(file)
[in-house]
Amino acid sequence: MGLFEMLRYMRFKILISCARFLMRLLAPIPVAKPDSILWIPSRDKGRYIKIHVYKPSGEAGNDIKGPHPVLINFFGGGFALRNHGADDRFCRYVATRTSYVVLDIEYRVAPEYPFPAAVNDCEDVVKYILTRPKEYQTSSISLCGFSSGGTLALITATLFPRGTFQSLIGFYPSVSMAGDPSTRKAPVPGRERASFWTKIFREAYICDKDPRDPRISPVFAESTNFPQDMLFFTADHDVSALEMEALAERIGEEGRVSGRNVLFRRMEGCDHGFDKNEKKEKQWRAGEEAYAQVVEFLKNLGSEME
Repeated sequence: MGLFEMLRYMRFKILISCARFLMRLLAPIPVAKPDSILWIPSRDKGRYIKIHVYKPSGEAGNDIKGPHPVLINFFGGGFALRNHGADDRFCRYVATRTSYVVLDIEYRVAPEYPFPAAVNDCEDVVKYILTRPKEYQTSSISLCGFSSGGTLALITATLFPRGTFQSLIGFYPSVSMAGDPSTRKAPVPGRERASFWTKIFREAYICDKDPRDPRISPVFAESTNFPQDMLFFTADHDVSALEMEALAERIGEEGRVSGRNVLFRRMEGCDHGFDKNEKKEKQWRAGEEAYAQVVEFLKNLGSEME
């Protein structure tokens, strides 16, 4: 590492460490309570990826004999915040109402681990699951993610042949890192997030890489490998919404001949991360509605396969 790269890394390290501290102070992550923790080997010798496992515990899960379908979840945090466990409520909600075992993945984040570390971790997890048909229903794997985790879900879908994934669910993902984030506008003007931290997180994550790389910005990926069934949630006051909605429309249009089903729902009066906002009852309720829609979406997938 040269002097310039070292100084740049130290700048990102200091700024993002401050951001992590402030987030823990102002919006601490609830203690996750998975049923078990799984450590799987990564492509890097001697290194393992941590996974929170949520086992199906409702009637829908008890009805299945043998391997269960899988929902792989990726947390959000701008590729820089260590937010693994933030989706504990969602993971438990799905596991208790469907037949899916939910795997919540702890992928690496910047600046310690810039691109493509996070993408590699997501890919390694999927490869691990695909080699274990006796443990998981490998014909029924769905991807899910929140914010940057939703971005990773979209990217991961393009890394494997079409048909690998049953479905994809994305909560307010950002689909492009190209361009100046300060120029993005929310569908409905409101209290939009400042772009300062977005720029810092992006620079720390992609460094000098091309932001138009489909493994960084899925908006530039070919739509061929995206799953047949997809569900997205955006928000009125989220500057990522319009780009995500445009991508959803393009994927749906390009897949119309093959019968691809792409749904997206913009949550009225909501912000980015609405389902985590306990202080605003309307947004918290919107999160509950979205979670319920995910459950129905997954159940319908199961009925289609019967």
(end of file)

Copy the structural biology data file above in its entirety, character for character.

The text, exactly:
[in-house]
Amino acid sequence: MGLFEMLRYMRFKILISCARFLMRLLAPIPVAKPDSILWIPSRDKGRYIKIHVYKPSGEAGNDIKGPHPVLINFFGGGFALRNHGADDRFCRYVATRTSYVVLDIEYRVAPEYPFPAAVNDCEDVVKYILTRPKEYQTSSISLCGFSSGGTLALITATLFPRGTFQSLIGFYPSVSMAGDPSTRKAPVPGRERASFWTKIFREAYICDKDPRDPRISPVFAESTNFPQDMLFFTADHDVSALEMEALAERIGEEGRVSGRNVLFRRMEGCDHGFDKNEKKEKQWRAGEEAYAQVVEFLKNLGSEME
Repeated sequence: MGLFEMLRYMRFKILISCARFLMRLLAPIPVAKPDSILWIPSRDKGRYIKIHVYKPSGEAGNDIKGPHPVLINFFGGGFALRNHGADDRFCRYVATRTSYVVLDIEYRVAPEYPFPAAVNDCEDVVKYILTRPKEYQTSSISLCGFSSGGTLALITATLFPRGTFQSLIGFYPSVSMAGDPSTRKAPVPGRERASFWTKIFREAYICDKDPRDPRISPVFAESTNFPQDMLFFTADHDVSALEMEALAERIGEEGRVSGRNVLFRRMEGCDHGFDKNEKKEKQWRAGEEAYAQVVEFLKNLGSEME
């Protein structure tokens, strides 16, 4: 590492460490309570990826004999915040109402681990699951993610042949890192997030890489490998919404001949991360509605396969 790269890394390290501290102070992550923790080997010798496992515990899960379908979840945090466990409520909600075992993945984040570390971790997890048909229903794997985790879900879908994934669910993902984030506008003007931290997180994550790389910005990926069934949630006051909605429309249009089903729902009066906002009852309720829609979406997938 040269002097310039070292100084740049130290700048990102200091700024993002401050951001992590402030987030823990102002919006601490609830203690996750998975049923078990799984450590799987990564492509890097001697290194393992941590996974929170949520086992199906409702009637829908008890009805299945043998391997269960899988929902792989990726947390959000701008590729820089260590937010693994933030989706504990969602993971438990799905596991208790469907037949899916939910795997919540702890992928690496910047600046310690810039691109493509996070993408590699997501890919390694999927490869691990695909080699274990006796443990998981490998014909029924769905991807899910929140914010940057939703971005990773979209990217991961393009890394494997079409048909690998049953479905994809994305909560307010950002689909492009190209361009100046300060120029993005929310569908409905409101209290939009400042772009300062977005720029810092992006620079720390992609460094000098091309932001138009489909493994960084899925908006530039070919739509061929995206799953047949997809569900997205955006928000009125989220500057990522319009780009995500445009991508959803393009994927749906390009897949119309093959019968691809792409749904997206913009949550009225909501912000980015609405389902985590306990202080605003309307947004918290919107999160509950979205979670319920995910459950129905997954159940319908199961009925289609019967």